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Need help identifying frames to make sure make model and possibly year

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    You can't, in any general case. – Daniel R Hicks Jun 25 at 1:46
  • Suppose you convince yourself that this repainted, unbranded frame is actually from Brand X. Are you going to be able to convince your buyer of that? If not, it's made zero difference. Ditto the year: great, it's a 2009 rather than a 2008. Does your buyer care about the difference between a ten-year-old bike and one that's eleven years old? Probably not, and even if they do, what's your time worth? Three hours of research for an extra ten bucks on the price is a lot less than you could earn in three hours stacking shelves at your local supermarket. – David Richerby Jun 25 at 11:11
  • Ask your suppliers to not repaint them? – ojs Jun 27 at 20:38
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The short answer is that it's a lot of work and there is no one way of identifying every bike. Sometimes a bike impossible to identify.
Documenting all the things to look for that might help ID a bike would take a large book. Here is some high level information to get you started.

As a rule of thumb
The less information you have to start with the less likely it is that you will be able to identify the bike.

Per the original question - there are no identifying marks.

Is it worth identifying? Some bikes are not worth the effort of identifying.
If it's a department store bike it does not matter which brand of department store bike it is.
Here is a link to a previously asked question on how to identify department store bikes.

Let's assume it's not a department store bike - what are next steps.

What kind of bike is it?
For a BMX / Freestyle bike BMXmuseum.com is a great place to do research.
Mountain, Gravel, Hybrid, Road and touring bikes - with a little experience you can roughly identify a year range the bike may have been made and then work with Google images to find a picture of a bike like the one you have. If the frame you has no distinctive features it will be very difficult to identify.

Possible distinctive frame features.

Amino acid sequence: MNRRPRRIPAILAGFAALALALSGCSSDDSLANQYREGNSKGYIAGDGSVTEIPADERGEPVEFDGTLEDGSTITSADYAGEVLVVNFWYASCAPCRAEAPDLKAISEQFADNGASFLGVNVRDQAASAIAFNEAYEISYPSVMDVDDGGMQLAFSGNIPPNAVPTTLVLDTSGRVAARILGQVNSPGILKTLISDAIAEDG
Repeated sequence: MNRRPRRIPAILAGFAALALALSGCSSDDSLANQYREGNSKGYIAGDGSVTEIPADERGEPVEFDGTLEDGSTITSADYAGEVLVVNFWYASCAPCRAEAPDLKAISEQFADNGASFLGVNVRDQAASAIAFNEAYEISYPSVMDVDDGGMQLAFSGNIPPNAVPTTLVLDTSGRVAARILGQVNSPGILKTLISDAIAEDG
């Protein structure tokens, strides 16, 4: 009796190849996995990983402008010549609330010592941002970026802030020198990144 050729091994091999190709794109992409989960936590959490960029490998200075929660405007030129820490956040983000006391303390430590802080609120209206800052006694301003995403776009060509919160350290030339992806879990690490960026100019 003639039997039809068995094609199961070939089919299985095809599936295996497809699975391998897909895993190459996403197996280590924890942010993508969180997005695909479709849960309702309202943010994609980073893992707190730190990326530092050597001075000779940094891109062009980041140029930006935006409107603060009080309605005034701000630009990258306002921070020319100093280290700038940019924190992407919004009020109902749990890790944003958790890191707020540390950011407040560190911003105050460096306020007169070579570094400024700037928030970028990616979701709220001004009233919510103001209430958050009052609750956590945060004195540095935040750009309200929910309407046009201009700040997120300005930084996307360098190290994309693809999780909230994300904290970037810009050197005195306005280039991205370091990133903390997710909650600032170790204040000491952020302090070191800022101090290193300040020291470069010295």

• lug work
  • frame design - anything besides the standard diamond frame.
  • tubing - oval shaped, tapered etc.
  • fork crown
  • Fork or frame drop outs

Here is a forum thread discussing a wide variety of ways to identify a bike.

Bike parts
If the bike has parts on it the brand / model names of the parts can help you identify a bike. You can search for bike makers that used the brand / model of part that is on the bike. The newer the bike is the less distinctive parts are to particular bike makers. There just aren't as many bike parts makers as there use to be.

Stolen bikes
Finally, there are many stolen bikes out there. It's always good to run a serial number through the Bike Serial Numbers database to see if it's stolen.

This answer is intended to be a start on the answer. I'm sure others will have valuable tips and tricks.

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Don't bother - go on overall build quality and to some extent weight, then mitigate that with an allowance for wear and mileage.

A nice road/race bike that was expensive new will be light, and specced with higher group parts. That's Dura Ace and Ultegra and the comparable SRAM. However if its done 20,000 km then there will be a heap of worn parts, which won't work that well together.

On the other side, a bike that has 3x7 gears, a Tourney groupset or unlabelled Shimano parts, and plastic gripshitters will be a low grade BSO no matter how much or little its been ridden.

If it was a good high-quality brand, the previous owner is less likely to have hidden that by stripping or painting. Ask for any documentation, warranty form, sales receipts etc.

If it was a BSO, then anything could have happened, but they tend to be obvious to the trained eye, and not worth a lot.

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